A game we always used to play during our Big Trip was “Could we ever live here for real?” Pretty much the highest praise we could give a place was that we could, in fact, see ourselves living there some day and hoped we would have the chance to come back and do so. We’re now more actively and purposefully playing that game here in Mexico, trying to find somewhere that we believe would make a good base for us for as long as we have our furry ball-and-chains that keep us tethered to this contiguous stretch of land. So far, I don’t think we have found our perfect home base in Mexico (if we had to pick right now, then Tlaquepaque/Guadalajara would probably be our top choice), but it’s still early days and there is still so much more of Mexico to explore. Thankfully three months in, we now have the perspective to see just how bad a fit our first stop in Mexico really was for us; we probably would have a better time in La Peñita now than we did then, but… it’s just so clear to us now that it wouldn’t ever be a love match for us. We were worried that Mexican cities might be too gritty or grim, but they’ve actually been beautiful and charming and even if they keep to Mexican time, they feel much more our speed. We couldn’t have known this, of course, when we started out, but the last three months have been all about learning and adapting.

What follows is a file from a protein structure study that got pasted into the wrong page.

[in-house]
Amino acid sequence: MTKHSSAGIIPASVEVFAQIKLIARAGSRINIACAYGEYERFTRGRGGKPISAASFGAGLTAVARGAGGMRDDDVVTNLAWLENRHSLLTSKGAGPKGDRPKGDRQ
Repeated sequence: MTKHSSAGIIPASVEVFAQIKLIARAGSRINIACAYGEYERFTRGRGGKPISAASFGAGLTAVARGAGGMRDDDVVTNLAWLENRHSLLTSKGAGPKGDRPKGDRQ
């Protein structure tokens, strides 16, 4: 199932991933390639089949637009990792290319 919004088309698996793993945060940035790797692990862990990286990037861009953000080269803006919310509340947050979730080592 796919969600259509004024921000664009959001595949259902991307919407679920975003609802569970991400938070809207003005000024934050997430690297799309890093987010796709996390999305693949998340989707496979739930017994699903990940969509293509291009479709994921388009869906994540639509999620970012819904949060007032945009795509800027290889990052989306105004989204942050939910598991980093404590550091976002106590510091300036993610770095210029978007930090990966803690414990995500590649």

In a similar vein, looking back at that stressful first month, I am increasingly grateful that deciding to travel with the dogs meant tackling Mexico by car as the ability to move around and try on different bases has been invaluable. Not only are we gaining a deeper appreciation for how HUGE and diverse Mexico is, but simply having the freedom to explore at our own pace on our own schedule has been fantastic. I am so glad that we didn’t feel pressured into picking a destination sight unseen and committing to it for six months only to feel trapped. I think it would have been unrealistic for us to expect that we’d nail Mexico on our first try—we needed time to figure out what didn’t work for us in our new surroundings as much as we needed to figure out what might lead to happiness. Moreover, a place that works for a one- or two-week vacation won’t necessarily cut it for a long-term base. Having the car means we can go where we want, explore it to our hearts’ content while we’re there, and then leave when we’re ready. I know plenty of travelers have made it through Mexico relying on public transport and flights but, expensive tolls excepted, I can’t think of a better way to tour Mexico (Tony would say motorbike, but the dogs and I are standing firm on this one for now!).